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Camille lives in Baltimore with her 77-year-old mother. (She asked to be identified only by her first name for privacy reasons.) When a nonprofit organization helped her mother get a vaccination appointment an hour away in College Park, Maryland, Camille took time off from work to drive her there. They’d only brought along her mother’s state ID card. But when they went up to the counter at the CVS pharmacy, an employee asked for insurance information and a Social Security number. Camille’s mother, who is from Togo and is seeking asylum in the United States, doesn’t have either of those. Camille said the employee told her they’d have to pay if they wanted a vaccine. I’m A Dad A Grandpa And A Retired Electrician Nothing Scares Me Shirt, hoodie
No one is supposed to be charged for the COVID-19 vaccine, according to the CARES Act, and immigration status shouldn’t affect eligibility. Many vaccination sites ask for insurance and Social Security information so they can charge administrative fees to insurance companies or the federal government, but those aren’t requirements for being able to get vaccinated.
Camille told the CVS employee she wasn’t going to pay for a vaccine. Her mother, a French speaker who takes weekly English lessons, needed Camille to translate what was happening. “I felt so embarrassed, and my mom also when I was explaining to her,” she said. “She was like, ‘I’m not going to have it because of insurance?’”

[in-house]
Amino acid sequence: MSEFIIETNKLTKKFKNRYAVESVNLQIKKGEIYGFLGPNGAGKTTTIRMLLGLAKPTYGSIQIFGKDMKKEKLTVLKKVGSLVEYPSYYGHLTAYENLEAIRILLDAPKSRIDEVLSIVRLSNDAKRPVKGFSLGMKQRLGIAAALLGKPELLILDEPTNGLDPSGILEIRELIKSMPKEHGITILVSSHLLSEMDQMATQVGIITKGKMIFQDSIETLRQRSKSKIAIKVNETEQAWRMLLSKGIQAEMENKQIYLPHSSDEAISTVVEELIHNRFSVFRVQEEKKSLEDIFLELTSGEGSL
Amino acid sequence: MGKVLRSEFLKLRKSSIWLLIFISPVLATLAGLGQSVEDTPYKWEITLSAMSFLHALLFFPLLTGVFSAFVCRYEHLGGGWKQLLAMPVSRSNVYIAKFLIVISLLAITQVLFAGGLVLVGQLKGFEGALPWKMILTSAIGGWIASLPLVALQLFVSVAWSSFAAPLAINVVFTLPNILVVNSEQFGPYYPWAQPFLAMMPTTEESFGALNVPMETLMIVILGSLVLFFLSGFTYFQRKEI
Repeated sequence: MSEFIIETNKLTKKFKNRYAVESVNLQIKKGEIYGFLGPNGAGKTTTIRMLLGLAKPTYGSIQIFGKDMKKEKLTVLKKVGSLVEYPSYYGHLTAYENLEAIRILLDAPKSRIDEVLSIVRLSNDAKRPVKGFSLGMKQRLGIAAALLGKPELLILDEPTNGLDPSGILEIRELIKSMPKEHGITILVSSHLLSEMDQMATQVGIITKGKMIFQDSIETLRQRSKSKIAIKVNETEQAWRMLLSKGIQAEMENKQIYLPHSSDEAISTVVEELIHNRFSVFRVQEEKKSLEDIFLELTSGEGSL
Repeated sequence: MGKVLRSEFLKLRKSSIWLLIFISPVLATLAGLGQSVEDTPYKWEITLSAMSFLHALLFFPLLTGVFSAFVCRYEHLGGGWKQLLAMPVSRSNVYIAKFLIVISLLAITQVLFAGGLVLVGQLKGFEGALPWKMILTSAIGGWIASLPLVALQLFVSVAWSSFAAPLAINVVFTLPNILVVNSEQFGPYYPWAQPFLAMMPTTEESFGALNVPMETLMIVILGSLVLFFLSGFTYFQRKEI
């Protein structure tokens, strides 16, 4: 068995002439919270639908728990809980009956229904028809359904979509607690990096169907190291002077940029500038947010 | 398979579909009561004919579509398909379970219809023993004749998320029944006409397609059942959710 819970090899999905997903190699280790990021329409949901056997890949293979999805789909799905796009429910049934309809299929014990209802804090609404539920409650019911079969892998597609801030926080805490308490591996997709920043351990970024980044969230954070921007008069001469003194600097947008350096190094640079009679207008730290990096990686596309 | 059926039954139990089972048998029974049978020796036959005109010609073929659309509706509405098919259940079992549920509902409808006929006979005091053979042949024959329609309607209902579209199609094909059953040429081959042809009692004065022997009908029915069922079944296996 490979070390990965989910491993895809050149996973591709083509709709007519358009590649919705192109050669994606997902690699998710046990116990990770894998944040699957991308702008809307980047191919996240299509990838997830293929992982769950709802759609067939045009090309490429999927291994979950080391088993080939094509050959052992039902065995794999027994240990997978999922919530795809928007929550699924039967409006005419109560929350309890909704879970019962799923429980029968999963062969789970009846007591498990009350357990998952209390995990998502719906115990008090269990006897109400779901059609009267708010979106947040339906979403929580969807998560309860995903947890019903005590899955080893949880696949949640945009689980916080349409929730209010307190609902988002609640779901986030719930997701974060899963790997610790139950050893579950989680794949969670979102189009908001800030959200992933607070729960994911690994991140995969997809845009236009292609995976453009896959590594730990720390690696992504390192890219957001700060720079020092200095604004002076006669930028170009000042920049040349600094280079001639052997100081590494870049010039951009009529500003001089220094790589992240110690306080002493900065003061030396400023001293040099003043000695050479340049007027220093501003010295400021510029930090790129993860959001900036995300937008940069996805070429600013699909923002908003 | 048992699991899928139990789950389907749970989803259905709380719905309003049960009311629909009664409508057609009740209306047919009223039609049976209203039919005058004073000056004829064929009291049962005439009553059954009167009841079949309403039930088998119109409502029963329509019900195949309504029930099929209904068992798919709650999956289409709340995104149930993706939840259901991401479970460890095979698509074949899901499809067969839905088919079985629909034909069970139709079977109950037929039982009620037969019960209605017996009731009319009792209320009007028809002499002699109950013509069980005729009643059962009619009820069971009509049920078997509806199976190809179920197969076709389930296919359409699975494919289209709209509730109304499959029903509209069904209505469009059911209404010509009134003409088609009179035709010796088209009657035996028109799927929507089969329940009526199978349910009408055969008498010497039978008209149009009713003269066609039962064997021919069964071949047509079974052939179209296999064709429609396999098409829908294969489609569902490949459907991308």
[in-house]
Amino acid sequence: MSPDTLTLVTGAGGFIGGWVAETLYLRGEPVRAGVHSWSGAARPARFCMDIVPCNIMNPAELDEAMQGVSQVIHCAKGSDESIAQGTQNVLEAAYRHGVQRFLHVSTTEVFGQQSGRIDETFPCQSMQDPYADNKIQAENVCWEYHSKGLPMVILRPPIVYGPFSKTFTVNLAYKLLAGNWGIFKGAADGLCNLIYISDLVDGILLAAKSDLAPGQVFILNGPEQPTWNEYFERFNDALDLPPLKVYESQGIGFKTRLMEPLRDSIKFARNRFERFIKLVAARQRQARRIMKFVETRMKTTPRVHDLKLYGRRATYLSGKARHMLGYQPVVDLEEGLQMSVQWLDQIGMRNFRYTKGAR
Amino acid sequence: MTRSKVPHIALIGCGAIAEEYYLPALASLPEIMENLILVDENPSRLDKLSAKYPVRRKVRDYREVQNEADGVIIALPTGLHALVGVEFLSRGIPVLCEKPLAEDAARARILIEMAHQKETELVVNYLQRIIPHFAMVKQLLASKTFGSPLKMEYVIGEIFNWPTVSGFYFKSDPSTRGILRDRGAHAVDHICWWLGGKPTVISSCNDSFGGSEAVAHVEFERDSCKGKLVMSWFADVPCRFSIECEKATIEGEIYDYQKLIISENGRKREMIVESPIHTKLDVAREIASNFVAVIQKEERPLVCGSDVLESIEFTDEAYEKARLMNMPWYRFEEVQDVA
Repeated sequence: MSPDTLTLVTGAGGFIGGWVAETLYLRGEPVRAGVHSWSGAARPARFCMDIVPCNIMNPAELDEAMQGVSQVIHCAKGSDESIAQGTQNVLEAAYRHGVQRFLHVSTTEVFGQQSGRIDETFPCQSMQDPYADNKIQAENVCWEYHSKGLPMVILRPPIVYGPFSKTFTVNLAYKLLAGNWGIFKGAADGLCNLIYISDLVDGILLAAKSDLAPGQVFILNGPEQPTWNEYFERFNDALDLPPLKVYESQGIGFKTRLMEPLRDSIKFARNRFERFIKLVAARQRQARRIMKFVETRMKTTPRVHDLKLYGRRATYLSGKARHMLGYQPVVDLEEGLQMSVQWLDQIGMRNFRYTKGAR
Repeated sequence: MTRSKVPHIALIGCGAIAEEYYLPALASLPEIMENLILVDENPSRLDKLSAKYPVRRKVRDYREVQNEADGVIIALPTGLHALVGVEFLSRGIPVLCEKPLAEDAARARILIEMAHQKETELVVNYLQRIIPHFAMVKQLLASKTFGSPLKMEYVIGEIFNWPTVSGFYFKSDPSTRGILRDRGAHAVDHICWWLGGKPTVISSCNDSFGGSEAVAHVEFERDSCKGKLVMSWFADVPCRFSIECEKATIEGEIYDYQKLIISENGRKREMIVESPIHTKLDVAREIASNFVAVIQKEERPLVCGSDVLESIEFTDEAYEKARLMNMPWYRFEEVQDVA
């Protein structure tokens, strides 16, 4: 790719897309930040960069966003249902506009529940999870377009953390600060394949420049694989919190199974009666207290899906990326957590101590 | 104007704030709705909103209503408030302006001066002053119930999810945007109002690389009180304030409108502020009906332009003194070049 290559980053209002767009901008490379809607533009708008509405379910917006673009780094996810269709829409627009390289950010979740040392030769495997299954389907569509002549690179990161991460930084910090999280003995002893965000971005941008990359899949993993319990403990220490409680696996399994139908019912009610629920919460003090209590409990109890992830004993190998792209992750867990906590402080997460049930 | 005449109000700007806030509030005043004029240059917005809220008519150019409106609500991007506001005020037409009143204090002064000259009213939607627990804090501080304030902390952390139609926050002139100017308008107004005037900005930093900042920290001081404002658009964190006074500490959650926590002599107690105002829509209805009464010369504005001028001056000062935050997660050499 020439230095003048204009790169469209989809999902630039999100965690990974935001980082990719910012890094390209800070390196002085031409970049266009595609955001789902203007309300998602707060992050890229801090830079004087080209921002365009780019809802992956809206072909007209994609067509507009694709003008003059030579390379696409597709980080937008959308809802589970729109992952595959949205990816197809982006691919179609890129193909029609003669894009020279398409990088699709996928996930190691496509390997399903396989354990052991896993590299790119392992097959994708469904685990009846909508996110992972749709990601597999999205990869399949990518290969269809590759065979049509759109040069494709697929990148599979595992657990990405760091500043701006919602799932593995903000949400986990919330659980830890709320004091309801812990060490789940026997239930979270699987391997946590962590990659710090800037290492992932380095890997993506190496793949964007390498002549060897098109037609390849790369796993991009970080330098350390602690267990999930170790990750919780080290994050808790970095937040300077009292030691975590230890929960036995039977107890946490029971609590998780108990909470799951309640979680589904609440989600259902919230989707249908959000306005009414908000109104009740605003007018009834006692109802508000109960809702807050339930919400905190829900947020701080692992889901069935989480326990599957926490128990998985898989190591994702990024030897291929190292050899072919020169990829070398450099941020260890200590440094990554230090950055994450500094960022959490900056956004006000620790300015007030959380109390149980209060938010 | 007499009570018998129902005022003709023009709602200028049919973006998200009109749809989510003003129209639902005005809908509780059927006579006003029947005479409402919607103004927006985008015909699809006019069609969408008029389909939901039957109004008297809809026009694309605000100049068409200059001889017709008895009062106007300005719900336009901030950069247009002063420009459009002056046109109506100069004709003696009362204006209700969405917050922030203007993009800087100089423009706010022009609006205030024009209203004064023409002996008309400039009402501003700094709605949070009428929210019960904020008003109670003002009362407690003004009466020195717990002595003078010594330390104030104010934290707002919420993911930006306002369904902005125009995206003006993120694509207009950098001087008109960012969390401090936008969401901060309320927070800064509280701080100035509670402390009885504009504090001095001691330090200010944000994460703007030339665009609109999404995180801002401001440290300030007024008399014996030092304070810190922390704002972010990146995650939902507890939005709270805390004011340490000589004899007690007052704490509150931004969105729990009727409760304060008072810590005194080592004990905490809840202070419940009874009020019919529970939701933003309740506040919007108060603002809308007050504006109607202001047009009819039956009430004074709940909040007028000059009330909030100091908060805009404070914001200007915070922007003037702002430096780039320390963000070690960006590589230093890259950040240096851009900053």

Not wanting to drive an hour back without the vaccine, Camille called Tiffany Nelms, executive director of the Baltimore-based nonprofit Asylee Women Enterprise, which had set up the appointment for them. When Nelms asked the CVS employee why they were having trouble getting a vaccine without a Social Security number, the employee “quickly backpedaled,” Nelms said. The staffer told Nelms a supervisor would override the CVS computer system’s request for an insurance or Social Security number.
Nelms said she’s worried about others who have less access to support. “Not everyone has a bilingual relative to go with them who is even comfortable advocating in that way and also has an advocate that’s a phone call away,” Nelms said. “A lot of our clients, especially those who don’t have legal status yet, if they were asked a question like that, they would just leave.”
Camille said she’s thankful her mother got the one-dose Johnson & Johnson vaccine so they don’t have to go back to the CVS for a second shot.